OCB is a blockcipher-based mode of operation that simultaneously provides both privacy and authenticity for a user-supplied plaintext. Such a method is called an authenticated-encryption scheme. What makes OCB remarkable is that it achieves authenticated encryption in almost the same amount of time as the fastest conventional mode, CTR mode, achieves privacy alone. Using OCB one buys privacy and authenticity about as cheaply (or more cheaply—CBC was once the norm) as one used to pay for achieving privacy alone. Despite this, OCB is simple and clean, and easy to implement in either hardware or software. OCB accomplishes its work without bringing in the machinery of universal hashing, a technique that does not seem to lend itself to implementations that are simple and fast in both hardware and software.
Somewhat more precisely, OCB solves the problem of nonce-based authenticated-encryption with associated-data (AEAD). The associated-data part of the name means that when OCB encrypts a plaintext it can bind it to some other string, called the associated data, that is authenticated but not encrypted. The nonce-based part of the name means that OCB requires a nonce to encrypt each message. OCB does not require the nonce to be random; a counter, say, will work fine. Unlike some modes, the plaintext provided to OCB can be of any length, as can the associated data, and OCB will encrypt the plaintext without padding it to some convenient-length string, an approach that would yield a longer ciphertext.
The design of OCB was strongly influenced by Charanjit Jutla’s mode IAPM; I consider the papers I’ve written related to OCB to be follow-on work to Jutla’s paper. I was also motivated by NIST’s renewed interest in standardizing modes of operation following the AES competitition. They recognized not only the need for a modern blockcipher, but, also, a modern way to use it.
In the past, when one wanted a shared-key mechanism providing
both privacy and authenticity,
the usual thing to do was to
separately encrypt and compute a MAC, using two different keys.
(The word MAC stands for Message Authentication Code.)
The encryption is what buys you privacy and the
MAC is what gets you authenticity.
The cost to get privacy-and-authenticity in this way is
about the cost to encrypt (with a privacy-only scheme) plus the cost to MAC.
If one is encrypting and MACing in a conventional way,
like CTR-mode encryption and the CBC MAC,
the cost for privacy-and-authenticity is
going to be twice the cost for privacy alone, just counting blockcipher calls.
Thus people have often hoped for a simple and cheap way to get
message authenticity as an almost “incidental’ adjunct to message privacy.
Can you describe how OCB works?
I’ll draw a pretty picture, too.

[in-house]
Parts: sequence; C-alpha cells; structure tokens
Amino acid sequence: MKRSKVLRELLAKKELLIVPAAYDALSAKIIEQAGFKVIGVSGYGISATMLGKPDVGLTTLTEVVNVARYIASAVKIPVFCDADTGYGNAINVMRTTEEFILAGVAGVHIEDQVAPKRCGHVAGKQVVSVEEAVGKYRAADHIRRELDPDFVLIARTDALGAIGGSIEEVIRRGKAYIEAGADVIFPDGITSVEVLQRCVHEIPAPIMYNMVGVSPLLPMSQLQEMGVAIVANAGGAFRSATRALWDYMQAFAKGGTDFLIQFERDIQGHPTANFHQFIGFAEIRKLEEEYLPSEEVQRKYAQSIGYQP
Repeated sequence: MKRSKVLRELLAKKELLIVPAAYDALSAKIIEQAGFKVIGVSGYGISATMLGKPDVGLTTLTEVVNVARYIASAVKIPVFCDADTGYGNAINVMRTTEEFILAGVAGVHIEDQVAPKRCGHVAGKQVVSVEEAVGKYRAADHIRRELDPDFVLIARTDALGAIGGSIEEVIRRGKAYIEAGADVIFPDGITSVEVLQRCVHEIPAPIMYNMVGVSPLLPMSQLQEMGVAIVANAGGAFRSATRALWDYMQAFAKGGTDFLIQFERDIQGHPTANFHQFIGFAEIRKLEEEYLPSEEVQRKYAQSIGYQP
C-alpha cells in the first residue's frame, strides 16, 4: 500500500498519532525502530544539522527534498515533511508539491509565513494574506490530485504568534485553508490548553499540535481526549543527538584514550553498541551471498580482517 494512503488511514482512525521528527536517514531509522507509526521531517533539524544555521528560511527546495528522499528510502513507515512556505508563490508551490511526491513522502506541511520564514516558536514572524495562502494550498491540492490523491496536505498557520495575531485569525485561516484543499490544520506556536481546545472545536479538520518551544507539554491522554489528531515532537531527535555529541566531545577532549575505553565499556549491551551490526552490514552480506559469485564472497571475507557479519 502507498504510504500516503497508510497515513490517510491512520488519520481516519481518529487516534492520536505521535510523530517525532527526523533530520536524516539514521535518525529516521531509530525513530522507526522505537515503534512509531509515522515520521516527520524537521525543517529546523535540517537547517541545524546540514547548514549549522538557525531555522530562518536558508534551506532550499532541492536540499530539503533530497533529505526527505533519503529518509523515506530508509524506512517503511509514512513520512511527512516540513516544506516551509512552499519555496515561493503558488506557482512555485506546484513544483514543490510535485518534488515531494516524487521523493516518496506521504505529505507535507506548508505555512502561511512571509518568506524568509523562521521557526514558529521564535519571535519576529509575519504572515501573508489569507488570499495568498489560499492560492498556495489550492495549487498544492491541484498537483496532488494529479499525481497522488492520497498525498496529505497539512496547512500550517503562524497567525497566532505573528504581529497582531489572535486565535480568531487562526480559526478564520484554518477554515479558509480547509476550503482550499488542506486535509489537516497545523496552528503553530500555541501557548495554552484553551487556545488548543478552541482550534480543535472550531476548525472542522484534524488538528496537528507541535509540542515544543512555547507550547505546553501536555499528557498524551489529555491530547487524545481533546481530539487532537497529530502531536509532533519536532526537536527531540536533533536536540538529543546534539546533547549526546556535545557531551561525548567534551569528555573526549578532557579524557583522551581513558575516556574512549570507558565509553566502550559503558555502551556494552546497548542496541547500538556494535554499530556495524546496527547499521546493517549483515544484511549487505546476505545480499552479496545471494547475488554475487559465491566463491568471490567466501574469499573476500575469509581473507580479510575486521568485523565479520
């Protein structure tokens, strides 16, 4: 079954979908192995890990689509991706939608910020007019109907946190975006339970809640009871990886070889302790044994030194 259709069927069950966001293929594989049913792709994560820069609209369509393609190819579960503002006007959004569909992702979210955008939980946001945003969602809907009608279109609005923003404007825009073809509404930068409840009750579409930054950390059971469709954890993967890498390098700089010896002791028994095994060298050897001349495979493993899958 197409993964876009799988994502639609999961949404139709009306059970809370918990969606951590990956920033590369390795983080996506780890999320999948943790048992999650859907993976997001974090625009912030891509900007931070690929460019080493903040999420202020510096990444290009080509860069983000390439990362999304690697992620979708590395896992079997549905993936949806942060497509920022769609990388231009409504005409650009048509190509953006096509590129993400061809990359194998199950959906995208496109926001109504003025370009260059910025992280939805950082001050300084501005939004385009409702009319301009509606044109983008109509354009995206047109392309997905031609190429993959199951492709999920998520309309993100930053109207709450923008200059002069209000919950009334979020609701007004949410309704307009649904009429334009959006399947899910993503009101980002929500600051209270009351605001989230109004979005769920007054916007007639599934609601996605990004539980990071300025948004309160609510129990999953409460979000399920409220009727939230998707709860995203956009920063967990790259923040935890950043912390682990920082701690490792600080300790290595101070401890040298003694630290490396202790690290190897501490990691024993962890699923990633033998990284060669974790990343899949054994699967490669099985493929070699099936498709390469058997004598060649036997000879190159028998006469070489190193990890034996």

To make things concrete,
let’s assume you’re using a blockcipher of E=AES with 128-bit keys.
The block length is n=128 bits.
Let’s assume a nonce of 96 bits.
Other values can be accommodated,
but 96 bits (12 bytes) is the recommended nonce length.
Let M be the message you want to encrypt. Let A be the associated data (if there isn’t any, regard it as the empty string). Let K be the OCB encryption key, which is just a key for the underlying blockcipher, AES. Let N be the 96-bit nonce—for example, a counter that gets incremented with each message you encrypt.
Let’s first look at the setting when |M| is a positive multiple of 128 bits. Then break M into 128-bit blocks M = M1 ... Mm. Encryption then works as shown in the following picture. Read each column top-to-bottom, and then go across left-to-right. We’ll defer describing the Init and Inc functions for just a moment. (These functions depend on K too, but we haven’t reflected that in the notation.) The value Checksum is the 128-bit string Checksum = M1 ⊕…⊕ Mm. We’ll describe how to compute the value Auth in a moment. It’s determined by A and K. The number τ, the tag length of the scheme, is, like the blockcipher E, a parameter of the mode. It’s a number 0 ≤ τ ≤ 128. Now the picture:
The ciphertext is the 128m + τ bit string CT = C1 C2 … Cm T.
Let us explain how Init works. (After that, we’ll explain how the function Inc works.) We are given a 96-bit nonce N. We save the last six bits as the number Bottom (a value between 0 and 63) and then we create a 128-bit value Top by prepending to N the the 32-bit constant 0x00000001 and zeroing out the last six bits. Let Ktop = EK (Top) and let Stretch be the 256-bit string Stretch = Ktop || (Ktop⊕(Ktop<<8)). By S << i we mean the left shift of the 128-bit string S by i positions (leftmost bits vanish, zero bits come in on the right). The value denoted above as Init(N), the initial value for Δ, is the first 128 bits of Stretch << Bottom.
Why all this peculiar stuff? Beyond the fact that one can prove that it does what we want, the intent is very simple: if N is counter, Ktop is going to change only once every 64 calls. As a consequence, if we keep Ktop around as long as needed, then, 63 out of 64 times, all that will be needed to compute Init(N) is a logical operation to extract the lowest six bits of N and then a logical shift of the string Stretch by this many bits. Just a few cycles. The other one time out of 64 we will need a blockcipher call. The amortized cost to compute Init, meaning the average cost over a sequence of successive calls, is extremely low, and we don't need to implement anything like a GF(2128) multiply.